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  #1  
Old 2006-01-09, 11:37
Carbonized Carbonized is offline
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Question Is Maple really warmer than Birch? What Tama and Yamaha say.

This is curious... My comment is at the bottom of this thread.

Source: Yamaha Recording Custom

http://www.yamaha-europe.com/yamaha...stom/index.html

"Birch shells deliver a lower fundamental tone than maple. As a result, they project a warm, rounded sound with a slightly shorter decay, ideal for the controlled environment of the studio."

Source: Tama Starclassic Performer

http://www.tamadrum.co.jp/world/pro...ic_p/index.html

"Now pro drummers can choose between the brighter, tight sound of Starclassic Maple or the darker tone, strong projection, crisp attack and aggressive open sound of Starclassic Performer birch."

Also from the Tama website...

Source: http://www.tamadrum.co.jp/world/pro...hart/index.html

Snare Drum Concepts: "Tonal Spectrum Chart"

The Starclassic Performer Birch snare drum according to this chart is the warmerst and darkest sounding of the whole range of snare drums, darker and warmer than the Maple snare drum.

...and finally:

Source: http://www.tamadrum.co.jp/world/art..._performer.html

Product Review - Interview with Paul Crosby (Saliva)

"TAMA: How do you compare the sound of the birch shells, as opposed to the maple shells you had been playing previously?
Crosby: Maple, obviously, is a little bit louder, but these definitely have a darker tone and a deeper tone, so if you're running it through a PA system anyway, you don't really have to have the volume of maple. They're definitely deeper and darker.

TAMA: How do you find the slightly darker sound of your birch shells compliment your style of music?
Crosby: Actually, I'm all about having deepness in my tones. I want to have everything as deep as possible, as opposed to high pitch. And the birch shells have enabled me to actually go a little bit deeper than I normally would on a maple kit without getting sloppiness from the head. I don't have to loosen the head as far to get the actual deepness out of them."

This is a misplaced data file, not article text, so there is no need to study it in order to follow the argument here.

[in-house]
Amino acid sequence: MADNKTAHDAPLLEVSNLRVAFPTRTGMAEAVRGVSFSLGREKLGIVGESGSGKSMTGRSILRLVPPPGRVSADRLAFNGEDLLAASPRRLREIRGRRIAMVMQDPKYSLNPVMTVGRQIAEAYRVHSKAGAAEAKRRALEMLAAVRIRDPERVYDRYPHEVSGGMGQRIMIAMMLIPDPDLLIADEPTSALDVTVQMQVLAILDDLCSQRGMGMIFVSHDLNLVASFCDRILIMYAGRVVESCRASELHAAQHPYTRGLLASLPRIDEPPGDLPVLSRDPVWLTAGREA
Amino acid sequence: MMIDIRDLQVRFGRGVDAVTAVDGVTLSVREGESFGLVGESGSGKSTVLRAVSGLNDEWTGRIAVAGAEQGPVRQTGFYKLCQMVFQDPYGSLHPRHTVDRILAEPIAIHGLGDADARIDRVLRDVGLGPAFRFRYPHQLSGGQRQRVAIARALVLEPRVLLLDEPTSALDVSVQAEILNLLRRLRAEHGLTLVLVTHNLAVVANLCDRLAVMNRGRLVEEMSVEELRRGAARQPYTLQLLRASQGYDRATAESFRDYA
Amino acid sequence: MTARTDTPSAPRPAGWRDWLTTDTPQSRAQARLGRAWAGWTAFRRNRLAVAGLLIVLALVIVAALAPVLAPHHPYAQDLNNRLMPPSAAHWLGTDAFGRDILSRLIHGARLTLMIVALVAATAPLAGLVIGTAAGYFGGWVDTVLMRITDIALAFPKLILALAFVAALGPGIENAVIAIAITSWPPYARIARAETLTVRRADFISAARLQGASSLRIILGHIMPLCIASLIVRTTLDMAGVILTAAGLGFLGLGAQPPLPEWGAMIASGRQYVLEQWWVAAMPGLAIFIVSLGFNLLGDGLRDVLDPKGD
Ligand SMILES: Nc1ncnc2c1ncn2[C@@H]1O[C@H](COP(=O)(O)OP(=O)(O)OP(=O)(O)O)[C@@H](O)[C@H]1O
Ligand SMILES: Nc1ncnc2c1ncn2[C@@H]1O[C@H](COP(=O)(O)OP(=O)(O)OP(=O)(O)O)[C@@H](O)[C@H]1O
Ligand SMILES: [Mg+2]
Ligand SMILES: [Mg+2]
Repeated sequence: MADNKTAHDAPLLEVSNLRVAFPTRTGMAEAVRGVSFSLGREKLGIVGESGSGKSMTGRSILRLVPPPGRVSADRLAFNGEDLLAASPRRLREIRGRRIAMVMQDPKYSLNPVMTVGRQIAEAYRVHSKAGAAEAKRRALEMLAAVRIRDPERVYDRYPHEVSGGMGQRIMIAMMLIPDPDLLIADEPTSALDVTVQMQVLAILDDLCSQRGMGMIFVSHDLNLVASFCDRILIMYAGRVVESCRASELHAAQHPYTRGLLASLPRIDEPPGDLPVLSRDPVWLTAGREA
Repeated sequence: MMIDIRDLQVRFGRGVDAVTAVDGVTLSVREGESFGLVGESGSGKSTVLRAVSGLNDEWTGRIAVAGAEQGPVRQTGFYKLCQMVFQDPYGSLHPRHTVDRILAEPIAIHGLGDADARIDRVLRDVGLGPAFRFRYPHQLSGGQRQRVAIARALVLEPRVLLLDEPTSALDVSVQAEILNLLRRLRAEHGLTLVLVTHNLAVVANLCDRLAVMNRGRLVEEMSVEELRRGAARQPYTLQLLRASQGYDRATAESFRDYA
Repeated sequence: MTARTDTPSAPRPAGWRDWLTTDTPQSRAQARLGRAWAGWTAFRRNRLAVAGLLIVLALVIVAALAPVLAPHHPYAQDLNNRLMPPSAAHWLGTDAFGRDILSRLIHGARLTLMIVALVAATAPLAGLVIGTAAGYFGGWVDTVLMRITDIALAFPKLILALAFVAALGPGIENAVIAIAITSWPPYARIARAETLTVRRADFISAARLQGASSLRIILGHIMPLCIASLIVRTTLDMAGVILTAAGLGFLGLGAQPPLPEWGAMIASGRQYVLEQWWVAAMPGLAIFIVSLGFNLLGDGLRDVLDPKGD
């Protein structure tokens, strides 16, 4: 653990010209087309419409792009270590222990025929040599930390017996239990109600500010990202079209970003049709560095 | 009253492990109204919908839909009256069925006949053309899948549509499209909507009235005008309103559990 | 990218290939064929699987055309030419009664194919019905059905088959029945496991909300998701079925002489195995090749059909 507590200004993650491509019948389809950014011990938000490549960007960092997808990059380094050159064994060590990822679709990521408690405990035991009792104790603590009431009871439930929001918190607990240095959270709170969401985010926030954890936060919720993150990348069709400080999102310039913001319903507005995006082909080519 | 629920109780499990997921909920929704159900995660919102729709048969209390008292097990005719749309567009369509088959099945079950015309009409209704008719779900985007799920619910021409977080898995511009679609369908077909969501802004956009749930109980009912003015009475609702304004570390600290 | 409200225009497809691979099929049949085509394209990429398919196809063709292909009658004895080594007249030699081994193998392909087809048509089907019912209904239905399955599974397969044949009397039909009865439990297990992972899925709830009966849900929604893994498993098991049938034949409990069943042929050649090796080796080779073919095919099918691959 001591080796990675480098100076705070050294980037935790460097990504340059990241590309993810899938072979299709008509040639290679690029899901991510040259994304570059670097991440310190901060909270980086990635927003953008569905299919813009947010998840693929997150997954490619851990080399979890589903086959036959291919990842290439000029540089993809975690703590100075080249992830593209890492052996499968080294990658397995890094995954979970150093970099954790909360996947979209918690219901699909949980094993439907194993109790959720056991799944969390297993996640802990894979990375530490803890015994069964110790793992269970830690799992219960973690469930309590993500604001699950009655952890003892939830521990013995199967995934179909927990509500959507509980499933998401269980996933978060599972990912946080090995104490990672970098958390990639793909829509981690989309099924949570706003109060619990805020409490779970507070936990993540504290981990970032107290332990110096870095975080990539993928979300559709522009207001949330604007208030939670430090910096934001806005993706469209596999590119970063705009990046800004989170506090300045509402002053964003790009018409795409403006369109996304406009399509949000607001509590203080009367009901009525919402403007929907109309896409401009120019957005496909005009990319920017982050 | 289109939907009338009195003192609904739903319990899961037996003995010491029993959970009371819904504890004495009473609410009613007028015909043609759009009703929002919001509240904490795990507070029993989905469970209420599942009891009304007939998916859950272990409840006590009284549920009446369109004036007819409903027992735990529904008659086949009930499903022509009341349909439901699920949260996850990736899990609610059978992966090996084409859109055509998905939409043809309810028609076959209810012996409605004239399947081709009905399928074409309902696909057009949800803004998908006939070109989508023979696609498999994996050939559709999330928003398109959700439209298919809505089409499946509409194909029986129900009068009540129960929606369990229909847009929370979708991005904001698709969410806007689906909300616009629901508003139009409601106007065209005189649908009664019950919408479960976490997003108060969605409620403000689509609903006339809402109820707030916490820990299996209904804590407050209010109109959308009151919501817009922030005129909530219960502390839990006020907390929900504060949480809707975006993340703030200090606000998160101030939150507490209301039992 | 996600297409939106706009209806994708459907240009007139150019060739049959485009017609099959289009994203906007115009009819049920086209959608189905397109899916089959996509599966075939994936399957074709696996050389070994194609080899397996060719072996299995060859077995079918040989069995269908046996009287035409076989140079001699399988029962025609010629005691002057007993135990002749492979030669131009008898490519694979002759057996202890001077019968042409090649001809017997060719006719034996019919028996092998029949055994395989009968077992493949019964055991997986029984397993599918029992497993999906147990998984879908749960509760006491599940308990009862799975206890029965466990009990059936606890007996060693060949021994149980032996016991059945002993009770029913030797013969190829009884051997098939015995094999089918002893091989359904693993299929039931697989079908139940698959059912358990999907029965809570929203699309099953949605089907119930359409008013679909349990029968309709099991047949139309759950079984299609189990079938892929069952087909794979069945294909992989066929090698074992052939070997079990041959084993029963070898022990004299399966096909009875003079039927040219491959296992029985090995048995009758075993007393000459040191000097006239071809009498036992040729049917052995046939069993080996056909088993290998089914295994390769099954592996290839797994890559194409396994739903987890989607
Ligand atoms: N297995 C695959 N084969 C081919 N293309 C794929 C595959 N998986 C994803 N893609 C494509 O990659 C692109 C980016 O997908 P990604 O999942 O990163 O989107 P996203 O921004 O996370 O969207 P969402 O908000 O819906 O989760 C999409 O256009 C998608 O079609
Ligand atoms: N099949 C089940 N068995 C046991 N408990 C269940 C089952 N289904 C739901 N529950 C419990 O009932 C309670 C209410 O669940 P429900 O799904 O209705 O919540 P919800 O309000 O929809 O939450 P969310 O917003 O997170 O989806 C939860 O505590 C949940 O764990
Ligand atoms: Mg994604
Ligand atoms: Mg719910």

Many say Birch sounds bright whereas Maple sounds warmer. This information seems to suggest the opposite, that Birch is warmer, darker and has a lower fundamental pitch than Maple.
If Birch sounds indeed warmer, then that will be the wood of choice for my new kit! I want the warmest and darkest sounding drums and Birch is also preferred by studio engineers due to it's "pre EQ-ed" sound (Boosted lows and highs).

Anyone want to discuss this issue? Thanks and happy new year!
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  #2  
Old 2006-01-09, 18:34
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antipunx antipunx is offline
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i like the sound of birch myself but its all preference
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  #3  
Old 2006-01-10, 00:15
NZ black metal drumm NZ black metal drumm is offline
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well it depends on the rooms heating.....


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  #4  
Old 2006-01-10, 07:34
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low-tech low-tech is offline
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kind of off topic but, anyone here used and eames set, supposed to be 9 ply birch, ive heard rumors that they are one of the loudest and best toned kits from when they were made. i occasionally spot them for sale on ebay and they are very exspensive
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  #5  
Old 2006-01-10, 15:42
NZ black metal drumm NZ black metal drumm is offline
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I know a guy using them actually, will ask one your behalf!
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  #6  
Old 2006-01-15, 20:08
Vomitor Vomitor is offline
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Which wood is softer, there's your answer.
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  #7  
Old 2006-01-15, 20:09
Vomitor Vomitor is offline
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Also how would temperature make a difference? I mean unless you have your kit in a garage, it shouldn't matter.
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  #8  
Old 2006-01-15, 21:57
NZ black metal drumm NZ black metal drumm is offline
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look at the thread title:

which wood is warmer,


warmer/heating.

it was a bad joke on my part, hencer the ' ' after it
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  #9  
Old 2006-01-16, 20:21
Vomitor Vomitor is offline
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Oh, didn't see that.
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  #10  
Old 2006-01-24, 18:01
xxgenocide98xx xxgenocide98xx is offline
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Birch is softer, therefore warmer.

Maple is very hard/heavy/bright I think.
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